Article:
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The legislature cannot safeguard steps taken under an unconstitutional law by implementing a saving clause: says the Supreme Court

Written By – Radhika

In the case of the State of Manipur & Ors. v. Surjakumar Okram & Ors., the bench comprising of Justices LN Rao, BR Gavai, and BV Nagarathna was hearing the special leave petitions challenging the Manipur High Court’s ruling where the Manipur Parliamentary Secretary Act, 2012, and the Manipur Parliamentary Secretary Repealing Act, 2018 was declared unconstitutional. The Manipur Parliamentary Secretary Act, 2012 empowered the Chief Minister to select members of the Manipur Legislative Assembly to the position of Parliamentary Secretary, along with the authority and rank of the State Minister.

Senior Advocate Rajeev Dhavan, appearing for the appellants, contended that the determination of the Assam Act, 2004 as unconstitutional did not render the 2012 Act unlawful in and of itself. He contended that Bimolangshu Roy’s case was incorrectly resolved and should be overturned on appeal for failing to consider the essential entry in List II of the Seventh Schedule of the Constitution while ruling that the Assam Legislature lacked competence to pass the Assam Act, 2004. He further claimed that the Repealing Act, 2018, should not be changed because of its express saving clause, the de facto doctrine, and the principles underlying Section 6 of the General Clauses Act, 1897.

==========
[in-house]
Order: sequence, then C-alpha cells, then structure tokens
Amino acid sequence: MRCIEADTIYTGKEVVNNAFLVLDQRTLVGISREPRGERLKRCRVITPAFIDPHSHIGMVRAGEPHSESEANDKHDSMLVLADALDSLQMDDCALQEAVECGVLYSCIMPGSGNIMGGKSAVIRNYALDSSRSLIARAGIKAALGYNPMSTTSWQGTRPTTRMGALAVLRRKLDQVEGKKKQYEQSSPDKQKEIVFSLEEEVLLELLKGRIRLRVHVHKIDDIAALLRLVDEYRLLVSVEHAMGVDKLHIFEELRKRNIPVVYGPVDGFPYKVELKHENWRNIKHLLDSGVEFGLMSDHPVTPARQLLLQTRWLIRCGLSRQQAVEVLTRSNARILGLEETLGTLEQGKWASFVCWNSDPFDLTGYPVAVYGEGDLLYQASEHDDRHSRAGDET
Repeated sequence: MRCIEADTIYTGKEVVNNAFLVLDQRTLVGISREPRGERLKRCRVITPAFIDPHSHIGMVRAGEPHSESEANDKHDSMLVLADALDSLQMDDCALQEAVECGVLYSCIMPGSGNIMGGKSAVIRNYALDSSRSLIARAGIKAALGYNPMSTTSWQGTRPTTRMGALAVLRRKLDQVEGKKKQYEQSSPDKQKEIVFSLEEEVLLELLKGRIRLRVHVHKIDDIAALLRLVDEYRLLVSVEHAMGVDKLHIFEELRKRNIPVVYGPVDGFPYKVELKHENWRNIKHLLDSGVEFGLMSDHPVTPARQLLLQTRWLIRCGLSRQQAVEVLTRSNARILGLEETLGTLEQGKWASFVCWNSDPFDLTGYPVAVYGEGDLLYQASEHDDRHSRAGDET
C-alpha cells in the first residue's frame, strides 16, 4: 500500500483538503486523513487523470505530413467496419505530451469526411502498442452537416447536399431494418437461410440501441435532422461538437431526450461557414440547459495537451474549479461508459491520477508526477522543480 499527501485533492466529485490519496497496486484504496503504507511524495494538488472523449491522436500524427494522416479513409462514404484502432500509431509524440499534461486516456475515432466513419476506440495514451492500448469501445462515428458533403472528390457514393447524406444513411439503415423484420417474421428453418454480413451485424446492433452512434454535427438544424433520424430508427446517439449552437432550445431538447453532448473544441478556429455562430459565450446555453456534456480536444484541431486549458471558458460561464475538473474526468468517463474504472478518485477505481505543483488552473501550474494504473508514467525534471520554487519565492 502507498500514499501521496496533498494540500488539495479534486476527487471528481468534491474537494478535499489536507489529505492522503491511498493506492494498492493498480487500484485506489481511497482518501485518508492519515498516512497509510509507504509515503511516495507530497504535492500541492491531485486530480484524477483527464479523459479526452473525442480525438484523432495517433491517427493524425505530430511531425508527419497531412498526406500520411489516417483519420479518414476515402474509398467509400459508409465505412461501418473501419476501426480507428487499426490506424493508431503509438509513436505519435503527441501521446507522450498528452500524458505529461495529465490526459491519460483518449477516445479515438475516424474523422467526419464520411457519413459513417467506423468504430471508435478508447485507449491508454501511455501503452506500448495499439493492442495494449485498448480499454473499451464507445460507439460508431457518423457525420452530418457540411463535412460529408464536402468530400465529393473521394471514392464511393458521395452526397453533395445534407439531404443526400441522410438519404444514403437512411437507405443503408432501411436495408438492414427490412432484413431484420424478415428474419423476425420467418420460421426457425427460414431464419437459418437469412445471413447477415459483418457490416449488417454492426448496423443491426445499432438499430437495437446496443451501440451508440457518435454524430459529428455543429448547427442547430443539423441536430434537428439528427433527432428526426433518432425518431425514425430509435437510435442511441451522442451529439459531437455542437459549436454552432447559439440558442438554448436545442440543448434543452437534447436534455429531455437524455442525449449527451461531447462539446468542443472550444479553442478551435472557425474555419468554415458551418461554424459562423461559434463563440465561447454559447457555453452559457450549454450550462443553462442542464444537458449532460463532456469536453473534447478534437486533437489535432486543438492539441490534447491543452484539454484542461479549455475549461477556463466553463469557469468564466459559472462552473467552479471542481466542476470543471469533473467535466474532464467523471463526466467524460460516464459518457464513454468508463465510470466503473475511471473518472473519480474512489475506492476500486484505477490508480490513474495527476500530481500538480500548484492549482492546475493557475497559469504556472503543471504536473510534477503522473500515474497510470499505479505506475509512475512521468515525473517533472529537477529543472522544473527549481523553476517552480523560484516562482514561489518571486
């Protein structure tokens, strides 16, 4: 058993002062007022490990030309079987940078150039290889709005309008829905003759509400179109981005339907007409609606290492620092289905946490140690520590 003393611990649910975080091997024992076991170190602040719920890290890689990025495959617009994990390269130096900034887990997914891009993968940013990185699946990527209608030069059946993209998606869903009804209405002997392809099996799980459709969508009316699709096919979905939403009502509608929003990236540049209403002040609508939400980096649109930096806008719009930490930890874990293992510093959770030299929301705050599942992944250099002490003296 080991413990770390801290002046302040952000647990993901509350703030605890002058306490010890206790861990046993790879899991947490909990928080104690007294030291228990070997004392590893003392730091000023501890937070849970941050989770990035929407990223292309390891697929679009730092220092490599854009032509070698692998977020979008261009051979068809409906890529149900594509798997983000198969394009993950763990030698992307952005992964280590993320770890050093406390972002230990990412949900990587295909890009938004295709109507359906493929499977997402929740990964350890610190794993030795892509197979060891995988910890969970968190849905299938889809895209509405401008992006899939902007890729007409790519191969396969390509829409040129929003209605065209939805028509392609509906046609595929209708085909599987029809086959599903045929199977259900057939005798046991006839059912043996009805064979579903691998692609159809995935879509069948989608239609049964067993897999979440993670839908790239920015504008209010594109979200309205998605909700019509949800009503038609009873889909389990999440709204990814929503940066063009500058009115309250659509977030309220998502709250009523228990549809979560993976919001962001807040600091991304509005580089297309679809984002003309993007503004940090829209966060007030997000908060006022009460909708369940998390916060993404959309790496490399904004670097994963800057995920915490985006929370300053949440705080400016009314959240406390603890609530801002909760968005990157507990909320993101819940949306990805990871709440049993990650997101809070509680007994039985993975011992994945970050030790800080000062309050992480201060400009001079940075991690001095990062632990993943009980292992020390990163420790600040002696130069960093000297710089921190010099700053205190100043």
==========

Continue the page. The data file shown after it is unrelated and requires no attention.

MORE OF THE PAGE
On the other hand, Senior Advocate Narendra Hooda for the respondents argued that the Court made no mistakes in ruling on Bimolangshu Roy’s case. He also said that by implementing the concepts of the Roy’s case to the 2012 Act, the saving clause could not have been included in the Repealing Act, 2018, particularly since the State Government had approved the ruling.

Thus, in exercising its powers under Article 142 of the Indian Constitution, the bench felt it important to save only those acts, deeds, and decisions legally made by the Parliamentary Secretaries under the 2012 Act throughout their term and ruled that the legislature cannot infuse life into legislation that it has already declared unconstitutional by implementing a saving clause.

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